The high accuracy benefits offered by Galileo were in focus at this year’s INTERGEO conference, which saw more than 19,000 visitors, over 1,400 delegates and 640 exhibitors from 40 different countries come together in Frankfurt on 16-18 October.
At a presentation on the Galileo High Accuracy Service and its importance for mobility applications, Ignacio Fernandez-Hernandez, from the Directorate-General for Internal Market, Industry, Entrepreneurship and SMEs (DG Grow), spoke about how Galileo’s high accuracy can offer cost-effective support for autonomous vehicle applications.
Autonomous driving is a safety-critical application, as its failure may have serious consequences for people, property and the environment. Therefore autonomous cars need high-performance positioning engines that make optimal use of a complete set of sensors complementing each other in a tightly merged solution. "Galileo High Accuracy Service and authentication services can provide a cost-effective effective solution with very good performance and much needed redundancy in the positioning system of autonomous cars," he said.
Visitors to the joint Galileo-Copernicus stand at the exhibition were enthusiastic about the benefits that Galileo high accuracy has to offer. "Various equipment manufacturers and service providers showed a high level of interest in the Galileo high accuracy service and there is a clear trend towards the penetration of high precision towards the mass market, including autonomous cars," GSA Market Development Officer Reinhard Blasi said, adding that there was also a lot of interest in the possibilities offered by access to GNSS raw measurements in Android based smartphones and tablets.
Trends in surveying
Other GNSS-enabled trends highlighted at the exhibition include Simultaneous Localisation and Mapping (SLAM), seamless indoor/outdoor mapping, and building information modelling (BIM), particularly within the context of smart cities.
"Feedback from manufacturers indicates that Galileo has become standard in high-end receivers for surveying and is being requested by their customers," Blasi said, adding that several meetings were organised during the conference with GIS and surveying companies to support them in using EGNSS in their services.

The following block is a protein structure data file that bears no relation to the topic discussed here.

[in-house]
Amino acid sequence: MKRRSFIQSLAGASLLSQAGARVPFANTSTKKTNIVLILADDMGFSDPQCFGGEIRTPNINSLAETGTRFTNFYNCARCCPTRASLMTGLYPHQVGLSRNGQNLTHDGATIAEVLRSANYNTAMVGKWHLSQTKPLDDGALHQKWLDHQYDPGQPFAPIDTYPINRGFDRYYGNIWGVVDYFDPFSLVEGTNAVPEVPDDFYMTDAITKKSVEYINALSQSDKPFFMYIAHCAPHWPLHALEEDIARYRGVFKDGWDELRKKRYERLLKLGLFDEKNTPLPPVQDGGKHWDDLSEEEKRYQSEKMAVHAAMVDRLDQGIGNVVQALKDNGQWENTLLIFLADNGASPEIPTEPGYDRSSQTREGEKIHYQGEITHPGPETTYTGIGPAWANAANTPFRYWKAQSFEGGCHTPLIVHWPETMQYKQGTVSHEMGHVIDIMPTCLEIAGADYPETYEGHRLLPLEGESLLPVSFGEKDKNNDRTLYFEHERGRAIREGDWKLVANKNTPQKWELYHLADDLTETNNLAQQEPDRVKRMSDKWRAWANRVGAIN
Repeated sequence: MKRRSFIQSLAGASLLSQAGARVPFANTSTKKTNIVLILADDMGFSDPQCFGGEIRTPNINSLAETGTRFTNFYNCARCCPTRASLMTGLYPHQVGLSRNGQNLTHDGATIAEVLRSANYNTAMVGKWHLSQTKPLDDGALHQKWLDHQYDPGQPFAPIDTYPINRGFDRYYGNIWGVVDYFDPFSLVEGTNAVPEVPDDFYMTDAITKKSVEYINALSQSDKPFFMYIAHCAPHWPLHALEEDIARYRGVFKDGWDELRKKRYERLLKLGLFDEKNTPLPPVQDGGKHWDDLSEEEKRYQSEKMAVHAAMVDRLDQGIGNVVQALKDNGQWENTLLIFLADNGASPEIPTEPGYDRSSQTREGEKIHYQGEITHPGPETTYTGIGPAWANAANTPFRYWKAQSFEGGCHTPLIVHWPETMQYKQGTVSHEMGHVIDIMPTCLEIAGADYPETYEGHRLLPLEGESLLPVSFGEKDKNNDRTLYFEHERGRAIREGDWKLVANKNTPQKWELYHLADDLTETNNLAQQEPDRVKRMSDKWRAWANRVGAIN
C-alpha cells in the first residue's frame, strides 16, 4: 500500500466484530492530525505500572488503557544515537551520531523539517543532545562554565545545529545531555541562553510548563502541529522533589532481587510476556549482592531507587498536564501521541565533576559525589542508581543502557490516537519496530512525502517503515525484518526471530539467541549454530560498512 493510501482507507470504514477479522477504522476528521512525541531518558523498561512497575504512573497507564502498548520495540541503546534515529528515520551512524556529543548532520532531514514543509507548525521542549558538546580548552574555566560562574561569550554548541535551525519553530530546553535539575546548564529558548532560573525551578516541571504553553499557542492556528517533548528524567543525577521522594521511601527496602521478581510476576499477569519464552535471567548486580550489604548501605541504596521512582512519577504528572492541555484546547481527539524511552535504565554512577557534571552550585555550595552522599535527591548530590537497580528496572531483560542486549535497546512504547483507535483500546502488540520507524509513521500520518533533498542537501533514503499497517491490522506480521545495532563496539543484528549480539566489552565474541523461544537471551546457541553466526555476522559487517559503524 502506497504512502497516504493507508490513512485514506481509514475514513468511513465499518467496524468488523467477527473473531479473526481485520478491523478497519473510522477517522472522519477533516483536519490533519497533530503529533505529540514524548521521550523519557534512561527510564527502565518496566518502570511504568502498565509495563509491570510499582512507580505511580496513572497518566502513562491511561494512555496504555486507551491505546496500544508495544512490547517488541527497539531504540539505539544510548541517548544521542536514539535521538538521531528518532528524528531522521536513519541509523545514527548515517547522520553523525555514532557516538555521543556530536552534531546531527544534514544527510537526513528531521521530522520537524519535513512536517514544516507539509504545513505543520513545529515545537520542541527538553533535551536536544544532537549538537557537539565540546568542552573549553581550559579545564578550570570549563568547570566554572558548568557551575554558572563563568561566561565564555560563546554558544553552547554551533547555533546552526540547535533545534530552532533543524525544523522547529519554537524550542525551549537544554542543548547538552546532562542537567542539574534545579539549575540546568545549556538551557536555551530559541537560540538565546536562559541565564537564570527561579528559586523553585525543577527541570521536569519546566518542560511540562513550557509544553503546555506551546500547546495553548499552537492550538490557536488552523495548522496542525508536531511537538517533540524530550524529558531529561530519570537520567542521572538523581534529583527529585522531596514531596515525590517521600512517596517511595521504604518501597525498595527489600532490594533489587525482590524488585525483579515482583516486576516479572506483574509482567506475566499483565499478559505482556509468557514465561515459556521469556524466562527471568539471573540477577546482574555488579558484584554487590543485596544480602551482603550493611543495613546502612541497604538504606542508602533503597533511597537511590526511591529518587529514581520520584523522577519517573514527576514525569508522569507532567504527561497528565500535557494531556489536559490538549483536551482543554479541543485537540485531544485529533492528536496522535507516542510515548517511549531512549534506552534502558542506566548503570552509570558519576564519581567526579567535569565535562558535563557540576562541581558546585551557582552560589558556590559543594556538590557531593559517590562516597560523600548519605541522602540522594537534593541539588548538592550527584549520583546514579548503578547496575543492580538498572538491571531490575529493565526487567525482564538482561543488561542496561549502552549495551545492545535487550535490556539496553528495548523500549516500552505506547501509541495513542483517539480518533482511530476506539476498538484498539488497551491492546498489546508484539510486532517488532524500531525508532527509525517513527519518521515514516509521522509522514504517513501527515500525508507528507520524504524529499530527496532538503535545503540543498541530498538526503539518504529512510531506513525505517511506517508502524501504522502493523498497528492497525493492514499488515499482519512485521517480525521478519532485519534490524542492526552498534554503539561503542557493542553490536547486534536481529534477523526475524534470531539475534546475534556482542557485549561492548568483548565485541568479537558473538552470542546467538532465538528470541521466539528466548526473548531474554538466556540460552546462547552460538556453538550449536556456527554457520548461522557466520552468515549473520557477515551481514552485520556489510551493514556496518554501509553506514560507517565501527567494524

The conference was also seen as an opportunity to receive feedback from UAV manufacturers and service providers on the added value of EGNSS, and to receive input in a User survey on GNSS requirements for RPAS/Drones and autonomous air systems. Information received in this survey will feed into discussions at the EGNSS User Consultation platform at the upcoming European Space Week in December.
CLGE Young Surveyors Prize
The award ceremony for the seventh edition of the Council of European Geodetic Surveyors’ (CLGE) Young Surveyors Prize, awarded in partnership with the GSA, was held as part of the InterGEO exhibition.
The Young Surveyor’s Prize invited students of topography, GIS, geodesy, mapping and related studies to submit unique and innovative ideas in their field of expertise leveraging Galileo, EGNOS and Copernicus. This year the prize in the Galileo section went to Iuliana Constantinov, from the Technical University of Moldova, who won with the paper "Adjustment of GNSS permanent stations network MOLDPOS".
"We need to look at what added value Galileo can bring to RTK network services, and Iuliana’s project is an excellent example of how to test and compare the performance of Galileo enhanced RTK networks," Blasi said.
Media note: This feature can be republished without charge provided the European GNSS Agency (GSA) is acknowledged as the source at the top or the bottom of the story. You must request permission before you use any of the photographs on the site. If you republish, we would be grateful if you could link back to the GSA website (http://www.gsa.europa.eu).